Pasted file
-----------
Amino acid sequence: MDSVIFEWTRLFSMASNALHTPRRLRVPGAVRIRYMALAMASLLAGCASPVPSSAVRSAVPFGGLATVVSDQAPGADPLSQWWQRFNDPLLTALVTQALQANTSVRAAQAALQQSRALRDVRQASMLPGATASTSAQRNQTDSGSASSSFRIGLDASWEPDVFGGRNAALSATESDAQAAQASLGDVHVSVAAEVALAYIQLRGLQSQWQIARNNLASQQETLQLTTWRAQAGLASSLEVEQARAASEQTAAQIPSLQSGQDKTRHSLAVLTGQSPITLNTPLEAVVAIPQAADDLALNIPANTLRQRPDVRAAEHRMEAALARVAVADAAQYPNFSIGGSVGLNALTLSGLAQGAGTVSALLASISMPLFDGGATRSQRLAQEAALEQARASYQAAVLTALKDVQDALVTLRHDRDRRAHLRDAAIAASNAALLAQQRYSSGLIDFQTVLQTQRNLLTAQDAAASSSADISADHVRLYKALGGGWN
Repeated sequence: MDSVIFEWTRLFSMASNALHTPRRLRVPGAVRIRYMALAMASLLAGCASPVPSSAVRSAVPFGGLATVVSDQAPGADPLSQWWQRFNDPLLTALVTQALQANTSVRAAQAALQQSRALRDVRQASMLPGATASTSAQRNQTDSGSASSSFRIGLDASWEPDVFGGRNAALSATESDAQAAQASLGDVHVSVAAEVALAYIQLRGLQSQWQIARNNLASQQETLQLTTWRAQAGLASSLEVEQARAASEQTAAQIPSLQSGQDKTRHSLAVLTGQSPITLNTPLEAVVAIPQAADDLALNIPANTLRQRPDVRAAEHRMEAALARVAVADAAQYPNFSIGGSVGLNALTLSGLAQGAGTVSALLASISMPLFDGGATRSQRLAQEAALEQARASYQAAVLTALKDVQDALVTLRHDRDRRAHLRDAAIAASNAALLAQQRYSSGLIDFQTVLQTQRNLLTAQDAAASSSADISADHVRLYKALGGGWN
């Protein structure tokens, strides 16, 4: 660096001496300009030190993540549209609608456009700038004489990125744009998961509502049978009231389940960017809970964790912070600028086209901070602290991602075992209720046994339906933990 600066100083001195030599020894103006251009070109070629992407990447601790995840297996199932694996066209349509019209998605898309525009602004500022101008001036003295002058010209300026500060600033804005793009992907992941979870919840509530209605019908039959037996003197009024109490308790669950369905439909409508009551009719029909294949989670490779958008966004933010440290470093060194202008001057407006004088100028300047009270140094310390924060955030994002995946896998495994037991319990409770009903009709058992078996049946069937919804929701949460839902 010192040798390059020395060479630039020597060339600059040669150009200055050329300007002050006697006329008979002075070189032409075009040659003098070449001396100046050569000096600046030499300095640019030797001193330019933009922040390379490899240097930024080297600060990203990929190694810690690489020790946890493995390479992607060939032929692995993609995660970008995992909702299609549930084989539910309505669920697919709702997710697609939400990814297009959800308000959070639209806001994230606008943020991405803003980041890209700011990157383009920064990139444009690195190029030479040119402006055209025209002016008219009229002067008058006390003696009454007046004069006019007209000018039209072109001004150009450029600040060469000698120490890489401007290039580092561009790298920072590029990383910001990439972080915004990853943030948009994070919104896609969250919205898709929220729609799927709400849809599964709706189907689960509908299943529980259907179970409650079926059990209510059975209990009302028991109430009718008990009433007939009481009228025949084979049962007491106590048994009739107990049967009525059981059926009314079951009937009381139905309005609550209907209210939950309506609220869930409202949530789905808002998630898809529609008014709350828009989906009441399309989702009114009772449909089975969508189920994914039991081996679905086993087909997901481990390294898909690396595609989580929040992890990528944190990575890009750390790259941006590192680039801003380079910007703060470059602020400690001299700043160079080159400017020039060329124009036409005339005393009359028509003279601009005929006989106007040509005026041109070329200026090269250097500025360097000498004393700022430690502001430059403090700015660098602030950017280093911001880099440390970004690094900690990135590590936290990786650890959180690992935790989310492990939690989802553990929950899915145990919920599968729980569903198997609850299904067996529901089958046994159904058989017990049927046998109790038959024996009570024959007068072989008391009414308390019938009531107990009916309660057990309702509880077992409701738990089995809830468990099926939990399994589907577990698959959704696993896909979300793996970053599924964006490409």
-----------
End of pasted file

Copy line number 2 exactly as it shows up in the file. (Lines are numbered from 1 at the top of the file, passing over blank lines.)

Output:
Repeated sequence: MDSVIFEWTRLFSMASNALHTPRRLRVPGAVRIRYMALAMASLLAGCASPVPSSAVRSAVPFGGLATVVSDQAPGADPLSQWWQRFNDPLLTALVTQALQANTSVRAAQAALQQSRALRDVRQASMLPGATASTSAQRNQTDSGSASSSFRIGLDASWEPDVFGGRNAALSATESDAQAAQASLGDVHVSVAAEVALAYIQLRGLQSQWQIARNNLASQQETLQLTTWRAQAGLASSLEVEQARAASEQTAAQIPSLQSGQDKTRHSLAVLTGQSPITLNTPLEAVVAIPQAADDLALNIPANTLRQRPDVRAAEHRMEAALARVAVADAAQYPNFSIGGSVGLNALTLSGLAQGAGTVSALLASISMPLFDGGATRSQRLAQEAALEQARASYQAAVLTALKDVQDALVTLRHDRDRRAHLRDAAIAASNAALLAQQRYSSGLIDFQTVLQTQRNLLTAQDAAASSSADISADHVRLYKALGGGWN